Clark Atlanta University (CAU) and Spelman College in Georgia have recently announced they are canceling outstanding student balances, making them the latest historically Black colleges and universities that have eliminated student debt in recent months.
CAU President George T. French announced that the school is clearing student account balances for the spring 2020 through summer 2021 semesters. Meanwhile, Spelman College zeroed student account balances for the full 2020-2021 academic year.
“If 2020 taught us anything, it is that racial fault lines continue to make the lives of African Americans quantitatively harder than those of non-Black Americans,” Spelman President Mary Schmidt Campbell stated.
Along with canceling account balances, Spelman also cut tuition and fees by 14 percent for the upcoming 2021-2022 academic year, which reset tuition and mandatory fees back to 2017-2018 rates.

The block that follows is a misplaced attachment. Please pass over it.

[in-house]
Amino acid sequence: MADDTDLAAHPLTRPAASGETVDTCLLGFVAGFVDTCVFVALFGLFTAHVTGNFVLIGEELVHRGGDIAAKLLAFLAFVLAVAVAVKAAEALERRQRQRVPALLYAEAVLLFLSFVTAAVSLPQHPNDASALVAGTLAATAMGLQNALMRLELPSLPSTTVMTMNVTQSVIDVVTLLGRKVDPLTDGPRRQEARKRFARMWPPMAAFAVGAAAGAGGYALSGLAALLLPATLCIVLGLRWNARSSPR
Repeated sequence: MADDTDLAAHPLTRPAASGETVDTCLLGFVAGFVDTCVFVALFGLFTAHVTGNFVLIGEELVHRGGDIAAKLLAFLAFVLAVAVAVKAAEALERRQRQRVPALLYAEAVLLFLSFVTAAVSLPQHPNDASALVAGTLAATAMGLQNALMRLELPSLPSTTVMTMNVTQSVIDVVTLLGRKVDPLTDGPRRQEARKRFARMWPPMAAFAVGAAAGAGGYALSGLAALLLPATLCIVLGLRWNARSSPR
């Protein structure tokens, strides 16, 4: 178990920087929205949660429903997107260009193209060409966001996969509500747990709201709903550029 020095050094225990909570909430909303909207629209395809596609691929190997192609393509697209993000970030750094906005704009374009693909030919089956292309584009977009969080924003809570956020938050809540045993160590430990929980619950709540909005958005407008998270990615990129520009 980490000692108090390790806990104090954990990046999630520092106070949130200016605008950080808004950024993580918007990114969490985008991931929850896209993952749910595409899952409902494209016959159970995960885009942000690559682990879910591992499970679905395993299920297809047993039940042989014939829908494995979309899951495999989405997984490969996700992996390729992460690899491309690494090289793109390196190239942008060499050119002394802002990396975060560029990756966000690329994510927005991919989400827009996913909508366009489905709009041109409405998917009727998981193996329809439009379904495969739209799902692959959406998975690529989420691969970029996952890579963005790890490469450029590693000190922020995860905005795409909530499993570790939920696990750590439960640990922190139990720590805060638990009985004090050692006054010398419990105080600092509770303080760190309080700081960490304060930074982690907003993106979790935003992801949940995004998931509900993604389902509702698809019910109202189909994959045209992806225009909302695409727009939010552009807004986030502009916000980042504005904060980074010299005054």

The balance cancellation was made possible through the Higher Education Emergency Relief Fund (HEERF), which was first established last year under the Coronavirus Aid, Relief, and Economic Security, or CARES Act. The Biden administration issued a bill in March that extended the $40-billion fund for students impacted by COVID-19 until September 2023.
“Our students, like students around the world, were adversely affected financially, mental health, all sorts of issues, and what we wanted to do was find a way to help them,” French said in a statement.
Through unprecedented federal funding via the CARES Act & the Higher Education Relief Fund, Clark Atlanta University clears student account balances for Spring 2020, Summer 2020, Fall 2020, Spring 2021, & Summer 2021 academic terms.
— Clark Atlanta Univ. (@CAU) July 25, 2021
In addition to CAU and Spelman, historically Black institutions such as South Carolina State University, Wilberforce University, and Delaware State University have also made moves to clear student debt this year in response to the pandemic.